Udaipur is a city of shimmering lakes, rugged hills and embattlements in the shape of palaces both big and small. Marble palaces, beautiful gardens and placid blue lakes enhance the beauty of this city. Impregnable forts and floating palaces, resplendent Maharajas and fabulous tales of regalia, speak of an age of glitter and grandeur in the romantic city of Udaipur. It has been hailed as the ‘Venice of the East.’ Lazing on the edge of the Lake Pichola, Udaipur was the capital of the SisodiaRajputs after they moved from Chittuar.
City Palace & Museum
The City Palace is a complex of reception halls, residential suites and internal courts and has several carved balconies, arches and decorated pillars. Built in granite and marble, the grand edifice rests on the crest of an elevated ridge parallel to Lake Pichola. Imposing octagonal towers surmounted by cupolas, add excellence to the architecture. The eastern terrace affords a panoramic view of the city. At every step, there is a hoary relic. From the ramparts of the Fort, the Pichola Lake adds to the panorama of the city landscape. The entrance through the Tripolia itself is enchanting with eight carved marble arches of ‘Toranas’ under which the rulers in the past were weighed against gold and silver.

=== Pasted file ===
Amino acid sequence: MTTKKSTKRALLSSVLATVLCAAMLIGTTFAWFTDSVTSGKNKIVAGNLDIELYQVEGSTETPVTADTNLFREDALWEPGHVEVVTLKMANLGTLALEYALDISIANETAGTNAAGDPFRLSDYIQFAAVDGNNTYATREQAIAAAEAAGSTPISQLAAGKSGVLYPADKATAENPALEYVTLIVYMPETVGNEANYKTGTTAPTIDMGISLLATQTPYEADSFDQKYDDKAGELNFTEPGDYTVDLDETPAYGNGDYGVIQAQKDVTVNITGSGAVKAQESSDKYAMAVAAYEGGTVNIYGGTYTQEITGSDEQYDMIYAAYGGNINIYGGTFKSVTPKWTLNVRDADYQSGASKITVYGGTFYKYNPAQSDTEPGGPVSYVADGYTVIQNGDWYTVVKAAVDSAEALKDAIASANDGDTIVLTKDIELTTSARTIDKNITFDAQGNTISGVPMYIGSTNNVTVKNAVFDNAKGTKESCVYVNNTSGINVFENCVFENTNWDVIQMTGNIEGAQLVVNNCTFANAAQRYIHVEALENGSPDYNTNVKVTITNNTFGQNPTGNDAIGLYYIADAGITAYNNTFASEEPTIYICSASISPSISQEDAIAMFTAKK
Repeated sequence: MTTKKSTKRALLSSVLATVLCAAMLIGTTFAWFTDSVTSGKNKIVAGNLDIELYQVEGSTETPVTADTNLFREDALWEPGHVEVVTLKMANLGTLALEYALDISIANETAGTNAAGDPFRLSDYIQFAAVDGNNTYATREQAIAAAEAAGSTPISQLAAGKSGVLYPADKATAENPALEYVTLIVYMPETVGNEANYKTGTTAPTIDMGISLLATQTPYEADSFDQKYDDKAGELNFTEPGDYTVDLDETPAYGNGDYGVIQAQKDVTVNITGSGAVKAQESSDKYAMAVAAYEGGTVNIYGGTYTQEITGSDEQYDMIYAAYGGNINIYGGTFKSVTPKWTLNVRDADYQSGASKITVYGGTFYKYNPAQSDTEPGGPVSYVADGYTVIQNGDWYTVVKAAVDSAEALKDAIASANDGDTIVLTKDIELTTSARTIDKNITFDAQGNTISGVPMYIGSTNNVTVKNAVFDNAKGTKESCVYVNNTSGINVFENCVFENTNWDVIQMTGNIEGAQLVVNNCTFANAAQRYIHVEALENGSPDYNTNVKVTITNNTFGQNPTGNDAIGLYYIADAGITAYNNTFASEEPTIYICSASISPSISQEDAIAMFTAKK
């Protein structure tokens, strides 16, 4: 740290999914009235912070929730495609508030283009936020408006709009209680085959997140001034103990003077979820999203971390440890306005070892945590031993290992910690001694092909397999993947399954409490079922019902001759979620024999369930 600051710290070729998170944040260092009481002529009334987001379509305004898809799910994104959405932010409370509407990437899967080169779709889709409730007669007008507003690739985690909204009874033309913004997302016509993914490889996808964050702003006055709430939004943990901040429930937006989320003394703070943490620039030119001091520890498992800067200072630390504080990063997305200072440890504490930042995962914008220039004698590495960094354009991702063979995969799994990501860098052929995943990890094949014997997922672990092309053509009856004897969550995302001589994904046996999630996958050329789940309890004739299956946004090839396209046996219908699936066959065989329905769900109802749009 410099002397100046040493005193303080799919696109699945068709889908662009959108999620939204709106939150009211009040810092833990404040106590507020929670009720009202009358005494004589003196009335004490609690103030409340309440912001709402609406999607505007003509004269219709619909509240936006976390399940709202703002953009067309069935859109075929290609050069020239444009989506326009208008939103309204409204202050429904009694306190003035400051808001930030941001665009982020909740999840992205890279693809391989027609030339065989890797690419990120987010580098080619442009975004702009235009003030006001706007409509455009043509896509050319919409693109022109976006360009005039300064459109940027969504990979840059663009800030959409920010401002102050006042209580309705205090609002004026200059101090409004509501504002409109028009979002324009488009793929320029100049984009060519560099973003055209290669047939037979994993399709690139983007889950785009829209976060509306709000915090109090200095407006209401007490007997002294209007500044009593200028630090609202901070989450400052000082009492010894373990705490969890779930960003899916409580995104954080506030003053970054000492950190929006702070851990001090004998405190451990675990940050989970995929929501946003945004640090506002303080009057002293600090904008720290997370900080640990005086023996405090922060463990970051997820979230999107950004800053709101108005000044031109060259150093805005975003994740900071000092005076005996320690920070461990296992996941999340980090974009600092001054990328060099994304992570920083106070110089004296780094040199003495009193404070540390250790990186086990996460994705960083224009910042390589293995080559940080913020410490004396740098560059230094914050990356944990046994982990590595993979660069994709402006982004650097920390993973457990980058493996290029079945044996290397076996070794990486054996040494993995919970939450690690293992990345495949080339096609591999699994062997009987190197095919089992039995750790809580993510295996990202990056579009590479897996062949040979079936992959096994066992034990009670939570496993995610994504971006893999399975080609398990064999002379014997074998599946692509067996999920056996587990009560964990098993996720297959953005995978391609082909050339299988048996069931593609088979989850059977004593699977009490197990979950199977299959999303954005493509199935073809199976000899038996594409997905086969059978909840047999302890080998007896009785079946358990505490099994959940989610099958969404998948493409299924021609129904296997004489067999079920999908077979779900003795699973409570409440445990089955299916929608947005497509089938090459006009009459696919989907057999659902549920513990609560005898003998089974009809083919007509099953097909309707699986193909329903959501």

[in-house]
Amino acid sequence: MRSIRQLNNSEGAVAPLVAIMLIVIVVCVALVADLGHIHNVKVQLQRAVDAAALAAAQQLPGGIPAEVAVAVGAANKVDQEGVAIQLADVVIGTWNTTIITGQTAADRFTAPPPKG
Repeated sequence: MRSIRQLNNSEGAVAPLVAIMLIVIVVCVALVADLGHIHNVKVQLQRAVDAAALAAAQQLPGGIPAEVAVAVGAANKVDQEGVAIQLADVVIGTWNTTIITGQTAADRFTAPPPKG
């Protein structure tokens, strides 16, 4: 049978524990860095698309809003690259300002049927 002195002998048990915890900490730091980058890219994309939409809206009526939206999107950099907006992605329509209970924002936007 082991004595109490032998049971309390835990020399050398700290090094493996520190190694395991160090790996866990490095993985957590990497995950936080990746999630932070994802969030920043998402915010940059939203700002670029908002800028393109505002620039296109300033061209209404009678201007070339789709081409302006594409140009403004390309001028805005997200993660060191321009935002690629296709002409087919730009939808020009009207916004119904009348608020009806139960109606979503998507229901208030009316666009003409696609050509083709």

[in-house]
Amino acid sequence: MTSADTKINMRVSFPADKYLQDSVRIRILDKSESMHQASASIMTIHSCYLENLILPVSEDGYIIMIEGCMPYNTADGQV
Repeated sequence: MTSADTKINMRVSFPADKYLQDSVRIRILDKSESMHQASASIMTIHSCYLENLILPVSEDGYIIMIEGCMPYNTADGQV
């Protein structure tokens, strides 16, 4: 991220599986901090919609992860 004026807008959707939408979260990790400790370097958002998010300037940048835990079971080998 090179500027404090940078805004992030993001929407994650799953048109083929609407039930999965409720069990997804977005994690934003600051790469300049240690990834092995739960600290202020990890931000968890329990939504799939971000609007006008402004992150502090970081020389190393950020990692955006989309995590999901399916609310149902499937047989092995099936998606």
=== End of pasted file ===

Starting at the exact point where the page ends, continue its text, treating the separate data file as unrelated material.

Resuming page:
Of Peacocks &Pearls
The most fascinating of the inner courts is the MorChowk (Peacock Court) which has lavish mosaics of peacocks. The richly decorated balcony with delicate glass-inlay work, three imposing peacocks created with blue glass and mirrors, and the ornate pillars make MorChowk a unique landmark. The ManakMahal (ruby mahal) has entire walls inlaid with coloured glass and ornate mirror work, while Krishna Vilas has a remarkable collection of miniatures. In the Bari Mahal there is a pleasant central garden. The walls of Moti Mahal (pearl palace) are inlaid with bits of glass and mirrors, creating a magical interplay of reflections.